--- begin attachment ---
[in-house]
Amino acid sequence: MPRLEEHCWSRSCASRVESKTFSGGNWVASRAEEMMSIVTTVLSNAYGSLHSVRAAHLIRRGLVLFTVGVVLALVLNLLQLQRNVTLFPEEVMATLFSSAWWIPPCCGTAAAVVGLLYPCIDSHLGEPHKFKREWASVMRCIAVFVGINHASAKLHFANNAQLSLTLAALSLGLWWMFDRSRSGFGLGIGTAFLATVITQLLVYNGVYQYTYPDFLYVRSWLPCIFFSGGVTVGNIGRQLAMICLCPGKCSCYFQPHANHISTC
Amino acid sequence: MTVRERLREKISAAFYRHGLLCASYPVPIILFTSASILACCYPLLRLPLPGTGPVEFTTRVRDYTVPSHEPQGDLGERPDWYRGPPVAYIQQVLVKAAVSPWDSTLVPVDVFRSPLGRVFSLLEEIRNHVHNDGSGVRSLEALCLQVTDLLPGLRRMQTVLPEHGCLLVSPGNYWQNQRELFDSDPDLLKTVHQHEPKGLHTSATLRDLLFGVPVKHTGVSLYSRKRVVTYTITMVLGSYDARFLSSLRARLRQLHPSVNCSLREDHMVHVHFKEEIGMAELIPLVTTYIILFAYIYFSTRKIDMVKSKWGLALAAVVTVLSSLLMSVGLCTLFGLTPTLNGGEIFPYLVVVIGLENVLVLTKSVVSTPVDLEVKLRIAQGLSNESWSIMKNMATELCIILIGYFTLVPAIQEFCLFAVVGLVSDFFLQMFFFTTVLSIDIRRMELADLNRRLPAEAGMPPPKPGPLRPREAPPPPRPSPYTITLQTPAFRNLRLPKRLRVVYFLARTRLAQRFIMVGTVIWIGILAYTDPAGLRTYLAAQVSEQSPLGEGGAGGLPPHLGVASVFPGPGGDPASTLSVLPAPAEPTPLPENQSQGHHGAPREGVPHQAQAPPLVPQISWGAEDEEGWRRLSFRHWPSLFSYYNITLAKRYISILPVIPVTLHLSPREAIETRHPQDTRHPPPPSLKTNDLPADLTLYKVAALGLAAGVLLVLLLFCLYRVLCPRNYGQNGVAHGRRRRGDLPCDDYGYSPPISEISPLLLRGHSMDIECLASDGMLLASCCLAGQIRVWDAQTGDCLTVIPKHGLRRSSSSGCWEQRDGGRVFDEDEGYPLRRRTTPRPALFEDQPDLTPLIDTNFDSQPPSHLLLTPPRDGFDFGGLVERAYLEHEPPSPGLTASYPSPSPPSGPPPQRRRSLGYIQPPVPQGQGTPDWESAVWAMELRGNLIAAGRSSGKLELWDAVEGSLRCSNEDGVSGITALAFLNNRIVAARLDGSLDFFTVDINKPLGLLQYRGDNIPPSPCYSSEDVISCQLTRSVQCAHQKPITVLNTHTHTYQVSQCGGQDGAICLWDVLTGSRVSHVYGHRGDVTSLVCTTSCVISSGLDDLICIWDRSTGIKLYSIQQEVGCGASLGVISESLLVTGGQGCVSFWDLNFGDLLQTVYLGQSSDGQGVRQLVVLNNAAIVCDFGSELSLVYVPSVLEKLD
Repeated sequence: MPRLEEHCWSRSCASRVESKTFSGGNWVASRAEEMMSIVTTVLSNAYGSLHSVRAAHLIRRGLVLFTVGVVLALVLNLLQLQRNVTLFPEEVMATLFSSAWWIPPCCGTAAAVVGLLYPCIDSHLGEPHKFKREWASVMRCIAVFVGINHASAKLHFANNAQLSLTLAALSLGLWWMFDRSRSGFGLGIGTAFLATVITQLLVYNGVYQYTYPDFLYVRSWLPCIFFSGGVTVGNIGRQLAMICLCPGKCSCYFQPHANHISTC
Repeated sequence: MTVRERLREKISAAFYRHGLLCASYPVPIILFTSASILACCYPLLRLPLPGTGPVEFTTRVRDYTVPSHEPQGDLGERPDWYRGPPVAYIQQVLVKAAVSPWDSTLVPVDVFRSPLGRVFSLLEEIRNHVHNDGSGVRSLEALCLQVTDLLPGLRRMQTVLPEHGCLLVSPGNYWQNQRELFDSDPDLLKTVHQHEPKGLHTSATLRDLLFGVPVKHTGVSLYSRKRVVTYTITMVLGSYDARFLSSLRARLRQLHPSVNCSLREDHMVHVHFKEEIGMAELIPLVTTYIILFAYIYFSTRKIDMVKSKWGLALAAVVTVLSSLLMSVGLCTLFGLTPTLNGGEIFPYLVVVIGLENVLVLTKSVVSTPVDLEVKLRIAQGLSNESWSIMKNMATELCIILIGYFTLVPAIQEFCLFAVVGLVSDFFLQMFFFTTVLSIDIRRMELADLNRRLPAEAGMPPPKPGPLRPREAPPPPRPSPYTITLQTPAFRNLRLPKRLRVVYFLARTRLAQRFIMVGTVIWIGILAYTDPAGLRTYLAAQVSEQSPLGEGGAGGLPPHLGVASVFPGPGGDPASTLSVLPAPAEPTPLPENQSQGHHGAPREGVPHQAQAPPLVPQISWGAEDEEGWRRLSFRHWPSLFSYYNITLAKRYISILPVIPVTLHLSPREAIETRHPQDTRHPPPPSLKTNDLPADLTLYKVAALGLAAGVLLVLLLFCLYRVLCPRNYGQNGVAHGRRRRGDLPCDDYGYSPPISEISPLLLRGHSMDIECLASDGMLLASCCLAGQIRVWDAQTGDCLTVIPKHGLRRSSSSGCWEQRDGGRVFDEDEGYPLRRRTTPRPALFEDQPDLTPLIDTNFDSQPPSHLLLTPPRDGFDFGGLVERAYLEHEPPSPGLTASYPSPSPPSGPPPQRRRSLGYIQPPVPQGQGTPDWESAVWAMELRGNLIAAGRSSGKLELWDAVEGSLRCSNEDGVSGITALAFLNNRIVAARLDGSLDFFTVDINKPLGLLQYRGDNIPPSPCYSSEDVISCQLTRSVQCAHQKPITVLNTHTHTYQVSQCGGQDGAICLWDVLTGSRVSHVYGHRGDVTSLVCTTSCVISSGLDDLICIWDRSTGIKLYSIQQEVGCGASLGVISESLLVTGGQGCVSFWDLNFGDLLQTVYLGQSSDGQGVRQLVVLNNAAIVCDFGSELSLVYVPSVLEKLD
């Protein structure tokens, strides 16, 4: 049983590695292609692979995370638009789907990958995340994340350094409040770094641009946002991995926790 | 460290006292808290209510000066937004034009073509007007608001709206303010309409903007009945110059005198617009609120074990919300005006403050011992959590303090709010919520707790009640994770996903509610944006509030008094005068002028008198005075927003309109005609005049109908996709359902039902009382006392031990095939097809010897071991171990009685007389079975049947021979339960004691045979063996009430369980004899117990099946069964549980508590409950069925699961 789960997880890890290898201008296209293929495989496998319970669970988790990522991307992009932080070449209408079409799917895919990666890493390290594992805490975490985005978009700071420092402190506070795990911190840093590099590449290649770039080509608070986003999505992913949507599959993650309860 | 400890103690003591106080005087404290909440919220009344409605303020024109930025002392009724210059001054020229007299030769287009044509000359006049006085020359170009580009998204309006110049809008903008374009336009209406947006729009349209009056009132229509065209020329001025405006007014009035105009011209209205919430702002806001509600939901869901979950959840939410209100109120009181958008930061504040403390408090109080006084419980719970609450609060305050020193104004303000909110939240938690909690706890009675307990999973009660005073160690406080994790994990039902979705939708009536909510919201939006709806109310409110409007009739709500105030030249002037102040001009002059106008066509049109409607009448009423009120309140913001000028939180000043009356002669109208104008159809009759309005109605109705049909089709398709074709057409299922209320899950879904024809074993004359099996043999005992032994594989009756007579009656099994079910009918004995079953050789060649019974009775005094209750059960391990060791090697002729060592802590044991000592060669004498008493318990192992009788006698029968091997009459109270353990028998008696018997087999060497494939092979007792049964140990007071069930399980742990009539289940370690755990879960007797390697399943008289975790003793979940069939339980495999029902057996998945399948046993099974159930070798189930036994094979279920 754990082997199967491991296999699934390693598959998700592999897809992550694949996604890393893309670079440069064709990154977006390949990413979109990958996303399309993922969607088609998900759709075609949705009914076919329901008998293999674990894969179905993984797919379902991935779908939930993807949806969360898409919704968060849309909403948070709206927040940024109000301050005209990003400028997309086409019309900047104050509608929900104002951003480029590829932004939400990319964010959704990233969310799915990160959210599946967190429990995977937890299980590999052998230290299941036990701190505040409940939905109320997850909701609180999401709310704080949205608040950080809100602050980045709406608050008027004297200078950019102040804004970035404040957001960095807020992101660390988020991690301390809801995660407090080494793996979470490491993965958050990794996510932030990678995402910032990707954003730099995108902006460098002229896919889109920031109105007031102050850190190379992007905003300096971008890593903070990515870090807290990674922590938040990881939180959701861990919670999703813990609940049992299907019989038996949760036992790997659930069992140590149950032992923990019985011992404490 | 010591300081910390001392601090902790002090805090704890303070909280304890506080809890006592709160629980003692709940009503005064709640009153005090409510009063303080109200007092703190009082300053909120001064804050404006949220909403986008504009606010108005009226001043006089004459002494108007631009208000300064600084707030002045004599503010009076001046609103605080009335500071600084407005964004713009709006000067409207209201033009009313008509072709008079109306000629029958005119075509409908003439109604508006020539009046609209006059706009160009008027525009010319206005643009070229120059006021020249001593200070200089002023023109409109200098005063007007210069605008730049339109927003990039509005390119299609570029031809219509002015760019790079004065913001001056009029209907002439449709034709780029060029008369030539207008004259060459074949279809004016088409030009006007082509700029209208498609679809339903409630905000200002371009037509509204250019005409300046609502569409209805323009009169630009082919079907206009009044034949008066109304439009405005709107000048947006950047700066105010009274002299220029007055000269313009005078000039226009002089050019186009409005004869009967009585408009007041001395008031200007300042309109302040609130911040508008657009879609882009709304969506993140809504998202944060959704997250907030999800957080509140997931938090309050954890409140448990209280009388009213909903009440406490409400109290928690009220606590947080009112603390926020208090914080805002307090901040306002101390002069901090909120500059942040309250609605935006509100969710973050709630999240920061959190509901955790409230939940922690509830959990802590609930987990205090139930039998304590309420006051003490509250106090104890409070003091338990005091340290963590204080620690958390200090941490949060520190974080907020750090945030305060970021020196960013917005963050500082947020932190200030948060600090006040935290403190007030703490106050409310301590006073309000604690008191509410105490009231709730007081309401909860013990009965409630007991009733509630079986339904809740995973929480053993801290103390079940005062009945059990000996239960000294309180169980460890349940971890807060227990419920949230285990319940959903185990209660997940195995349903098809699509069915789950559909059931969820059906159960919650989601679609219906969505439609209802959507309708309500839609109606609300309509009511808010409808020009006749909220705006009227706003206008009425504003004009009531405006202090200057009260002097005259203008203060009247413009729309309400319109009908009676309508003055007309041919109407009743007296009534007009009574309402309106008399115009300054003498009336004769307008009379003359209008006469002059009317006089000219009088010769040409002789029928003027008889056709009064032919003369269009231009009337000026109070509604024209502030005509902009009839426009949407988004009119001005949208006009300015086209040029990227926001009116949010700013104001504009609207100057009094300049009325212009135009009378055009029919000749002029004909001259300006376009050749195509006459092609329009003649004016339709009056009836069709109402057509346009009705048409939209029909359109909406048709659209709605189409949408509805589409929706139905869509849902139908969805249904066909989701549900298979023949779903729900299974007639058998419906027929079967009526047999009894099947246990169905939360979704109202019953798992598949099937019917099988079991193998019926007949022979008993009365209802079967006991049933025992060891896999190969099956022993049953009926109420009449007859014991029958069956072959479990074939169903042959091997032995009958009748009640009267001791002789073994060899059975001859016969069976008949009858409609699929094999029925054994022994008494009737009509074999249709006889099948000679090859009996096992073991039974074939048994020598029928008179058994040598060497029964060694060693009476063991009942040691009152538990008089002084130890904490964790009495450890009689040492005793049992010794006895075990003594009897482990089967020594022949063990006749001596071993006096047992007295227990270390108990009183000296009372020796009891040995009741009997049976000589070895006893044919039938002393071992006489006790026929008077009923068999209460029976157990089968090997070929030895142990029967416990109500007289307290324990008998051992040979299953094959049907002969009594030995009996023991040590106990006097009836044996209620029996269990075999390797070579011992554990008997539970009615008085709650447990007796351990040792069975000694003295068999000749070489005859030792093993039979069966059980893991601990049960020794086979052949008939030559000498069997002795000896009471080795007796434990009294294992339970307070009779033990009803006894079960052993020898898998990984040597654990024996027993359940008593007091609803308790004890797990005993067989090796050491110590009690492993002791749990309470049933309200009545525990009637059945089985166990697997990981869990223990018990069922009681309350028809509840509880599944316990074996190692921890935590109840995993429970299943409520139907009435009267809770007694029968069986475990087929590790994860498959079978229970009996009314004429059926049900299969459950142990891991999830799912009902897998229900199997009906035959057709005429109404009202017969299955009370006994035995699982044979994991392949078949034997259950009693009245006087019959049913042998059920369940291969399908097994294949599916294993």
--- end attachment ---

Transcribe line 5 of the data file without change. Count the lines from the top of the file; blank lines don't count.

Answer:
Repeated sequence: MTVRERLREKISAAFYRHGLLCASYPVPIILFTSASILACCYPLLRLPLPGTGPVEFTTRVRDYTVPSHEPQGDLGERPDWYRGPPVAYIQQVLVKAAVSPWDSTLVPVDVFRSPLGRVFSLLEEIRNHVHNDGSGVRSLEALCLQVTDLLPGLRRMQTVLPEHGCLLVSPGNYWQNQRELFDSDPDLLKTVHQHEPKGLHTSATLRDLLFGVPVKHTGVSLYSRKRVVTYTITMVLGSYDARFLSSLRARLRQLHPSVNCSLREDHMVHVHFKEEIGMAELIPLVTTYIILFAYIYFSTRKIDMVKSKWGLALAAVVTVLSSLLMSVGLCTLFGLTPTLNGGEIFPYLVVVIGLENVLVLTKSVVSTPVDLEVKLRIAQGLSNESWSIMKNMATELCIILIGYFTLVPAIQEFCLFAVVGLVSDFFLQMFFFTTVLSIDIRRMELADLNRRLPAEAGMPPPKPGPLRPREAPPPPRPSPYTITLQTPAFRNLRLPKRLRVVYFLARTRLAQRFIMVGTVIWIGILAYTDPAGLRTYLAAQVSEQSPLGEGGAGGLPPHLGVASVFPGPGGDPASTLSVLPAPAEPTPLPENQSQGHHGAPREGVPHQAQAPPLVPQISWGAEDEEGWRRLSFRHWPSLFSYYNITLAKRYISILPVIPVTLHLSPREAIETRHPQDTRHPPPPSLKTNDLPADLTLYKVAALGLAAGVLLVLLLFCLYRVLCPRNYGQNGVAHGRRRRGDLPCDDYGYSPPISEISPLLLRGHSMDIECLASDGMLLASCCLAGQIRVWDAQTGDCLTVIPKHGLRRSSSSGCWEQRDGGRVFDEDEGYPLRRRTTPRPALFEDQPDLTPLIDTNFDSQPPSHLLLTPPRDGFDFGGLVERAYLEHEPPSPGLTASYPSPSPPSGPPPQRRRSLGYIQPPVPQGQGTPDWESAVWAMELRGNLIAAGRSSGKLELWDAVEGSLRCSNEDGVSGITALAFLNNRIVAARLDGSLDFFTVDINKPLGLLQYRGDNIPPSPCYSSEDVISCQLTRSVQCAHQKPITVLNTHTHTYQVSQCGGQDGAICLWDVLTGSRVSHVYGHRGDVTSLVCTTSCVISSGLDDLICIWDRSTGIKLYSIQQEVGCGASLGVISESLLVTGGQGCVSFWDLNFGDLLQTVYLGQSSDGQGVRQLVVLNNAAIVCDFGSELSLVYVPSVLEKLD